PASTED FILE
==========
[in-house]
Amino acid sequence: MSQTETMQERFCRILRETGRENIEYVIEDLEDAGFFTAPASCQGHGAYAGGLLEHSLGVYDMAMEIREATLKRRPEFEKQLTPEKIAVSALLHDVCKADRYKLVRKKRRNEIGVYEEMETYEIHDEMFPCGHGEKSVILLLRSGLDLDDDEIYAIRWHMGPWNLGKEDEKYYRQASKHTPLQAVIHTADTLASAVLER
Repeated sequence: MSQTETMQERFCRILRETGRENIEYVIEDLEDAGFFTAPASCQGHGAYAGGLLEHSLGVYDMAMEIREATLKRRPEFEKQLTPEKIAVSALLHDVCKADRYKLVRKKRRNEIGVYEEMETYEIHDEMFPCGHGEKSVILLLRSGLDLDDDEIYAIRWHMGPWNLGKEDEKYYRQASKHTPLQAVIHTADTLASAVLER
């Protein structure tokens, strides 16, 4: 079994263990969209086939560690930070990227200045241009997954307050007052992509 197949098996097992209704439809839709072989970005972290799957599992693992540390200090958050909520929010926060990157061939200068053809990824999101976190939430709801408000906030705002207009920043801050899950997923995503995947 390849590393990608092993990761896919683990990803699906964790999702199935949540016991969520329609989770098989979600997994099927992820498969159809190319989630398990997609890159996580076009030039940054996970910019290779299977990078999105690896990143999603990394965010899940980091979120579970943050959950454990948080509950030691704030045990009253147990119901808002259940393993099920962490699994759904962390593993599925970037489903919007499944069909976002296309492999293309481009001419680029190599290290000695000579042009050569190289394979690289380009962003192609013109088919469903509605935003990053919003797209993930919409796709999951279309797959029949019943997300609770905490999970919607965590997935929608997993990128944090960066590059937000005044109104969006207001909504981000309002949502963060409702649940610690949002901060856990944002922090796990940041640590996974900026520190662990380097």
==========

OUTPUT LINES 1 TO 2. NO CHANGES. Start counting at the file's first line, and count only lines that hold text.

[in-house]
Amino acid sequence: MSQTETMQERFCRILRETGRENIEYVIEDLEDAGFFTAPASCQGHGAYAGGLLEHSLGVYDMAMEIREATLKRRPEFEKQLTPEKIAVSALLHDVCKADRYKLVRKKRRNEIGVYEEMETYEIHDEMFPCGHGEKSVILLLRSGLDLDDDEIYAIRWHMGPWNLGKEDEKYYRQASKHTPLQAVIHTADTLASAVLER